Theft of Life by Imogen Robertson

Theft of Life by Imogen RobertsonRating: 3 / 5 stars
Format: Paperback
Published: 15th July 2014
Amazon | Goodreads

London, 1785. When the body of a West Indies planter is found pegged out in the grounds of St Paul’s Cathedral, suspicion falls on one of the victim’s former slaves, who was found with his watch on the London streets. But it seems the answer is not that simple. The impact of the planter’s death brings tragedy for Francis Glass, a freed slave now working as a bookseller and printer in the city, and a painful reminder of the past for William Geddings, Harriet Westerman’s senior footman.

Harriet is reluctant to be drawn in to the difficult and powerful world of the slave trade, but she and her friend, reclusive anatomist Gabriel Crowther, begin to understand the dark secrets hidden by the respectable reputation of London’s slave owners. Together, they negotiate the interests of the British government, the secrets of the plantation owners, and a network of alliances stretching across the Atlantic. And they must confront the uncomfortable truth that some people are willing to do great evil when they believe their cause to be just.

The best way I could describe this book is CSI: Georgian London. This book does a really good job at being a murder mystery while also being a fantastic historical fiction novel. It tells the story of Harriet Westerman, a wealthy young widow and Gabriel Crowther, a brilliant, reclusive anatomist, as they investigate the death of former West Indies plantation owner.  Slavery plays an importation role in this book which makes it feel very dark. It touches on the subject of England’s extensive slave trade and plantation owners in Jamaica. It also focuses on the free slaves who started to build lives for themselves in the UK.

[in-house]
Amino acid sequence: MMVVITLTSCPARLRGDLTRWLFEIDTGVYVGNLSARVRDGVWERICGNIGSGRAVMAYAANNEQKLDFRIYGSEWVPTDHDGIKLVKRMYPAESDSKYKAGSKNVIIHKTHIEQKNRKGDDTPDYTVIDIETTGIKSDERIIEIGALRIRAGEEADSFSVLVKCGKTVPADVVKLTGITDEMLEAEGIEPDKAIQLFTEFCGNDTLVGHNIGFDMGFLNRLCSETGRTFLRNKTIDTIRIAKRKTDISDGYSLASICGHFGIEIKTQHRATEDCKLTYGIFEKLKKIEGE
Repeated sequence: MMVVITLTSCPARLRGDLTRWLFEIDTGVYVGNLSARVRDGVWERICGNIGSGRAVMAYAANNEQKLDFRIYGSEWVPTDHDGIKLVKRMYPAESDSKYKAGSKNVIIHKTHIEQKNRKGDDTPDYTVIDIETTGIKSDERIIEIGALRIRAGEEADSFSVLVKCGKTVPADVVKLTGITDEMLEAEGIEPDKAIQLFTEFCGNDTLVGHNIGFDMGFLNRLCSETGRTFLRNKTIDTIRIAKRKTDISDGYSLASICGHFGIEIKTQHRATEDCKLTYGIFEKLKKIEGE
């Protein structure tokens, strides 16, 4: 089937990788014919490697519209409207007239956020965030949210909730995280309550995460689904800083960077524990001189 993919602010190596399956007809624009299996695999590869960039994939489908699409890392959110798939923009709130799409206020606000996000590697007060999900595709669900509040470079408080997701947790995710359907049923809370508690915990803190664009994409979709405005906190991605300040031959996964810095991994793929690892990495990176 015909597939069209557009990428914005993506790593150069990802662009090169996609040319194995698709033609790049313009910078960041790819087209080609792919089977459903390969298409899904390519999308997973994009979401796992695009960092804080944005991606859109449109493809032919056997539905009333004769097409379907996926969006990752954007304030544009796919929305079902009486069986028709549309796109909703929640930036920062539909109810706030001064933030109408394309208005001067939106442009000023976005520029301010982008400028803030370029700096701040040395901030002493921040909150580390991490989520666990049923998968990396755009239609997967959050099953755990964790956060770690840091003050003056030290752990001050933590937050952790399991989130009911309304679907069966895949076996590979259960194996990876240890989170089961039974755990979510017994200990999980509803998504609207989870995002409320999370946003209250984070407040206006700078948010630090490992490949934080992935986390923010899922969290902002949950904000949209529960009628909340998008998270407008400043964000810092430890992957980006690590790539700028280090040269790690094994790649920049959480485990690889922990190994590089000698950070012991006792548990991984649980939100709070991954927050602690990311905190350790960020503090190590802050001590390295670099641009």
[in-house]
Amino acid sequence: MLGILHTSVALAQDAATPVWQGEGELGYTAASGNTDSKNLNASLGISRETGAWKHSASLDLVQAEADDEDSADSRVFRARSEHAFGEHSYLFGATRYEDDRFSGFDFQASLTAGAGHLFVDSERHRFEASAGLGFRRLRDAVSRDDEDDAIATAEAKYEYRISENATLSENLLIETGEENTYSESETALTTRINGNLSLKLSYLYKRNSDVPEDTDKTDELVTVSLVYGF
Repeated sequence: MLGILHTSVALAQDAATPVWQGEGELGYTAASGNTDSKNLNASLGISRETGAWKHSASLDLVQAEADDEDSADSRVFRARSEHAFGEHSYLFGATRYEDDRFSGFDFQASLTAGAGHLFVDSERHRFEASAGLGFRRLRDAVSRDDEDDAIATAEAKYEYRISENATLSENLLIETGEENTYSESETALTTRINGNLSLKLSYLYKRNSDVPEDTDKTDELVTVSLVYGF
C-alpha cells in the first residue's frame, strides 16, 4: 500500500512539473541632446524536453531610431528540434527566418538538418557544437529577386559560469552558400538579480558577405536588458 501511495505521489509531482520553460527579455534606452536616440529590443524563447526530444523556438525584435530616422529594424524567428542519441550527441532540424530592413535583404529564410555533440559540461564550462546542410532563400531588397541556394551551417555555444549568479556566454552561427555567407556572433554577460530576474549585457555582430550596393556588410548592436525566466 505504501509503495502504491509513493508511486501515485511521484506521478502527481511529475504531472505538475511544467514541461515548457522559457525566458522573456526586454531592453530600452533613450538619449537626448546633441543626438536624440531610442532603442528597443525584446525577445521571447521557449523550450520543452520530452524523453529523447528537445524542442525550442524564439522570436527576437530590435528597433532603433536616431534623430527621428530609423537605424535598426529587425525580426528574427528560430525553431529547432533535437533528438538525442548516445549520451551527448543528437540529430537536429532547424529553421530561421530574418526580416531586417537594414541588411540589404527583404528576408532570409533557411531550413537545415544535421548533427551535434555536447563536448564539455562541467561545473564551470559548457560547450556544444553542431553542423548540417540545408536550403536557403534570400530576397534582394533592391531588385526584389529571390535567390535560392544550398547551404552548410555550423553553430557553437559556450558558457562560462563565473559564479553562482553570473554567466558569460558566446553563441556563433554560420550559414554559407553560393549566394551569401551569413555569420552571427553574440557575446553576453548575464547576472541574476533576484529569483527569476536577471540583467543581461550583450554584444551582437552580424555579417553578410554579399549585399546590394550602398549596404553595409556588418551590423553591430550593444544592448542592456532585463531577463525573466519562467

This book has a fantastically large number of interesting characters. However I am admittedly not that great with names and this resulted in me being confused because there were so many characters. While I enjoyed this book I couldn’t help but feel that I would have understood who and what was going on much better if I had read the other books in the series first.

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*I received a copy of this book from Headline Review in exchange for an honest review.


8 thoughts on “Theft of Life by Imogen Robertson

  1. Sonds like another good one – despite the confusing character list. I love the phrase ‘reclusive anatomist’ – makes him sound very shady and sinister. Nice subject matter, with slaves playing so large a role. As I live in Bristol, escaping the city’s slaving past is impossible – the whole town was built on it. I’m tempted to give it a go… though possibly the first one?

    • I read somewhere that this book was very different to the others in the series. That is mostly down to the content (slavery and what not). I think the thing with the characters is more a problem with my brain rather than the book. I have a terrible memory and this is definitely not the first book where I’ve been confused by a large cast of characters. I think you should get away with not reading the other books in the series, to be honest I had no idea it was part of the series till I was about half way through and decided to have a look at the back cover.

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